Explicit nudes

There is so much photography based on peek-a-boo that it becomes refreshing to see the female genitalia presented as an integral part of the female body, and not something to be hidden, veiled, obscured, blotted out or otherwise censored and concealed. It is bizarre that, in the context of the human body, it has become normal for that very important part to be hidden, as though it were something unclean. This is to deny the truth, and denying the truth is always dangerous, or rather, always has bad consequences. So let's practise just seeing things as they really are, and I think you will agree that the vulva plays an important part in the aesthetic of the female body. Given the context in which our photography occurs (a society which has significant hang-ups about nudity), it becomes interesting to analyse the model's reaction to displaying her vulva. In general, girls are taught to keep their legs closed. As a photographer, this usually means that you have to use the magic words to treat this subject: viz 'open your legs'. At this point there are myriad different possible reactions normally based on the model's own sexuality. So the shoot becomes very interesting.

Water melons are not only good to eat, but they spread well over a naked body. The resulting cut in the melon imitates and points to the vulva. It is also laughing. Or perhaps it is one of those primitive computer game things that is coming to eat you up. Dappled sunlight serves to unify the image in an unusual way. The bamboo provides discreet horizontals.

In the second photo, the door fixes this extravantly shapely body in a solid framework of horizontals and verticals which serve to emphasise the sumptuous curves.

In the third photo, the use of velvet as a background with its many wrinkles contrasts well against the smoothness of the body. The wrinkles of the velvet also imitate the wrinkles of the vulva.

And finally, the small curves of the vulva presented within the larger curves of the buttocks is an ensemble which it seems hard to resist.

Black and white gives a nicely statuesque quality to the female body. A few pointers for the photographer. Generally speaking, the background needs to be neutral, not too light and not too dark. It is otherwise difficult for the camera to see tones on the body, and the subtle gradations of tone are as a rule what is of most interest, showing the form of the body in a way that it is difficult for even skilled painters to match. The pose is, of course, hyper-important, but most models are very gifted at presenting themselves, even if sometimes reluctantly. Well, a dose of reluctance in no bad thing. With regard to the pose, it is usually better for the end result that the photographer suggests, rather than instructs, though all of that depends on the relationship the photographer establishes with the model. Some models clearly take well to being instructed.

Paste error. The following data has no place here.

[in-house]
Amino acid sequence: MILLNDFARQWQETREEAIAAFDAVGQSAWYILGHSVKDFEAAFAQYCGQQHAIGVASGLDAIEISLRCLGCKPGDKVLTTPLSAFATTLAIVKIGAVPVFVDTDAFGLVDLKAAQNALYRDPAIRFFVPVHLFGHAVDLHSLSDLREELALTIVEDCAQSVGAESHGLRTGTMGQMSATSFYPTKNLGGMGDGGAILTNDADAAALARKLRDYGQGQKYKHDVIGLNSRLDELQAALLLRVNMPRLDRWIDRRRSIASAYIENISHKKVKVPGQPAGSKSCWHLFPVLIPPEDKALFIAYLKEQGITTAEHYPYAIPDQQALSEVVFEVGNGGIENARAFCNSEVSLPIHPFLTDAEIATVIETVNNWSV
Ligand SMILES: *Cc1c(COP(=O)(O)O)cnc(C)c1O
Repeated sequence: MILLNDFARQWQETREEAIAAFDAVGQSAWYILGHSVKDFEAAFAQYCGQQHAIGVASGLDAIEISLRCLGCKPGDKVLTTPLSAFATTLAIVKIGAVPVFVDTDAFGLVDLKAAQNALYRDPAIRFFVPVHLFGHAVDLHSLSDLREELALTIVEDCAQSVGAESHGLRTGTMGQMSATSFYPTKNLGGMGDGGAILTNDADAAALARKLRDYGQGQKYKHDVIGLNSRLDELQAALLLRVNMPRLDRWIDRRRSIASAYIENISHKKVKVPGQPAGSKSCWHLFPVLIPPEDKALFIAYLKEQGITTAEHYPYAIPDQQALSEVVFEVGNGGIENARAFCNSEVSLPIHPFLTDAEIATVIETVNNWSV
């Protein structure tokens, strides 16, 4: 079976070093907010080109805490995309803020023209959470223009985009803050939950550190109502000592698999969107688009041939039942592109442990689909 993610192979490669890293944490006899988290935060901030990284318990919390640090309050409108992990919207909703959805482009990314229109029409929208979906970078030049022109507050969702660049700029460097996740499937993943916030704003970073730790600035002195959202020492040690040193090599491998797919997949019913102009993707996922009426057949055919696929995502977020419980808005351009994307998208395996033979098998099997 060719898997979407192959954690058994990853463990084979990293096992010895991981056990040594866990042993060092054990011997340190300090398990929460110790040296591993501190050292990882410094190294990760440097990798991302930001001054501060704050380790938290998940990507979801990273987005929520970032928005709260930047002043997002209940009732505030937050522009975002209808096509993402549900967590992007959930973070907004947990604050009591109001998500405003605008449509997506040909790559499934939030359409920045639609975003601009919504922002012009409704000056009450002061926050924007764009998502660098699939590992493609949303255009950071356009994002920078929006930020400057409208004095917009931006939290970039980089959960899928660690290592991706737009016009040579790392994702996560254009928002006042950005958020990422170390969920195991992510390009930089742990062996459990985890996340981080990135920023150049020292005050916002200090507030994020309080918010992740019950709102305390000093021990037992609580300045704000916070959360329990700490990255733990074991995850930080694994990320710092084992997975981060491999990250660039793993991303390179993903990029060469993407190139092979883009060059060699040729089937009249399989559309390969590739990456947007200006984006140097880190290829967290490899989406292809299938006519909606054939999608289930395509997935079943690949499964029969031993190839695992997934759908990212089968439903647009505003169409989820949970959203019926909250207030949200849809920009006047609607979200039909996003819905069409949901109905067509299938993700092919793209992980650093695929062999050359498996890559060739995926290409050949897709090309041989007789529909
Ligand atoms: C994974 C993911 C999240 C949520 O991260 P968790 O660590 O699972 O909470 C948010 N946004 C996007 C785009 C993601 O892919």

The beauty and interest of the human body is not restricted to nubile young ladies. Going deeper into this subject, it is essential to note that there is an important distinction to be made between aesthetic appeal and an appeal to the appetites. Ninety nine percent of the images that target the appetites (lust) have no aesthetic value whatsoever. That is not to say that the two are incompatible. In fact, sexual interest and sexual activity in general are an essential spur to creativity. It is sex above all that impels us to encounter the other (not me), and it is the single most connecting experience that we have (apart from when we were in the womb).

In these photos the models act with everyday props: a vacuum cleaner, a camera and a chain saw. They express themselves in relation to these props. The first and third are taken with natural indoor top-lighting, a rare phenomenon. The props allow us to see more clearly the aesthetics of the human body. You could think of the photos as abstract compositions in two dimensions (the photo is, of course, only two dimensions, despite its clear appeal to the third). The realism of the photo pulls us away from the idea that what is being presented is a two dimensional pattern., and the fact that the photo represents a human being pulls us in another direction, into a relationship with the model: what is he / she doing, why is he doing that, do we feel threatened, pleased, judgmental? Everyone will see something different: the cleaner will recognise the awkwardness of the vacuum cleaner accessories, the photographer the excellence of the Hasselblad, the gardener the threat posed by the chainsaw. But in all of this, we are drawn to react in a human way.